A recent Foreign Affairs article draws a parallel between the Greek crisis and how Latvia recovered from its own crisis. … Continue reading The importance of insititutional reform – lessons for Greece
This book has put my passion for mountain climbing into words.
A must read for hikers, explorers and nature lovers alike; providing essential context to books as Touching The Void and Into Thin Air. In a very eloquent manner – tying literature, geology and climbing history together – Macfarlane explores why we take enormous risks just to climb a heap of rocks, ice and snow. His journey takes us all the way back to Pangea to understand why George Mallory’s love for the Everest (exceeding even that for his wife) led to his death on its slopes.
The first part reminded me of The Secret History, the second is an amazing whodunnit. Ingeniously structured – as a … Continue reading La vérité sur l’affaire Harry Quebert – Joël Dicker (2012)
Well researched (authors are McKinsey consultants) and full of fascinating examples, the book explains how to capture the ‘biggest business … Continue reading Resource Revolution – Stefan Heck & Matt Rogers (2014)
Beautiful, often emotional, stories describing the fascinating and cruel history of the Baltic countries Estonia, Latvia and Lithuania, wedged between Europe and Russia. Brokken makes us witnesses of the lives of both normal and famous people dealing with fear, humiliation and murder as their countries are constant object of foreign occupation: be it Polish, German of Russian. Continue reading “Baltische Zielen – Jan Brokken (2010)”
The short answer is: yes, the EU is doomed (and will only survive in minimal form), but Europa will further … Continue reading Is the EU doomed? – Jan Zielonka (2014)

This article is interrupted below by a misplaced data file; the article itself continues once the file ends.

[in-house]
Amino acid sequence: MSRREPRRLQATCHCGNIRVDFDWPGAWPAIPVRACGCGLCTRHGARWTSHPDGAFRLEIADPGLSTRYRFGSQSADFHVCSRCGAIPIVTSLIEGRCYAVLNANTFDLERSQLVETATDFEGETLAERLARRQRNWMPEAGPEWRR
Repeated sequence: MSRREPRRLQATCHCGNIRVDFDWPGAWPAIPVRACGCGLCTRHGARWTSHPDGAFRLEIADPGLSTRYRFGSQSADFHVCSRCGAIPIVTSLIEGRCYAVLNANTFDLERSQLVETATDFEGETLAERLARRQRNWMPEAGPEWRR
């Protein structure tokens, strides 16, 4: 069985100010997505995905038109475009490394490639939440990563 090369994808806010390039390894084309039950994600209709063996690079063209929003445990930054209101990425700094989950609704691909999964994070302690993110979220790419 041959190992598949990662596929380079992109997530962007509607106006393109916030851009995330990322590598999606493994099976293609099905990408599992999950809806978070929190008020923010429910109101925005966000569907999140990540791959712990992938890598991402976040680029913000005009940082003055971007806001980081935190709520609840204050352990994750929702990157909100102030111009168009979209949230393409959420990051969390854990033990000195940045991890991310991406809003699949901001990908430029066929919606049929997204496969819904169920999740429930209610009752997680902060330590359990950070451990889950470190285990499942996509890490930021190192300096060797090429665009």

One of the most intriguing notions Houellebecq puts forward in his latest novel is not that the populist right is a stable force in the political landscape, nor that in 2022 a Muslim party wins a large share of votes. No, it’s the reaction to this outcome that surprises. When it becomes clear that the first round of the 2022 French presidential elections is won by the Muslim party, followed by the Front National (by then still led by Marine Le Pen) the two traditional centrist parties, the PS and the UMP, choose – in a coordinated effort to prevent the Front National from winning the election – to partner up with the Muslim leader Mohammed Ben Abbes. Continue reading “Soumission – Michel Houellebecq (2015)”
Famous economist Paul Collier’s latest book focuses on the effects of migration; on both the immigrant as the people who welcome them. He manages to stay away from the moral high ground, that so often characterizes publications on this matter. His conclusions are surprising and have the potential to reframe the complex debate around migration. Of course, that would need other stakeholders (aid workers, politicians etc) to take the first exit from the moral high way as well. A good start would be to read this book, as Collier makes a strong ,empirical, point that moderate immigration is the best; for all parties involved.
Right in the beginning of her book Hirsi Ali admits thats she was wrong to state, as she did in her last book, that Islam can’t be reformed. The Arab Spring is the reason of her striking U-turn and has fueled Ayaan’s hope that reform is possible.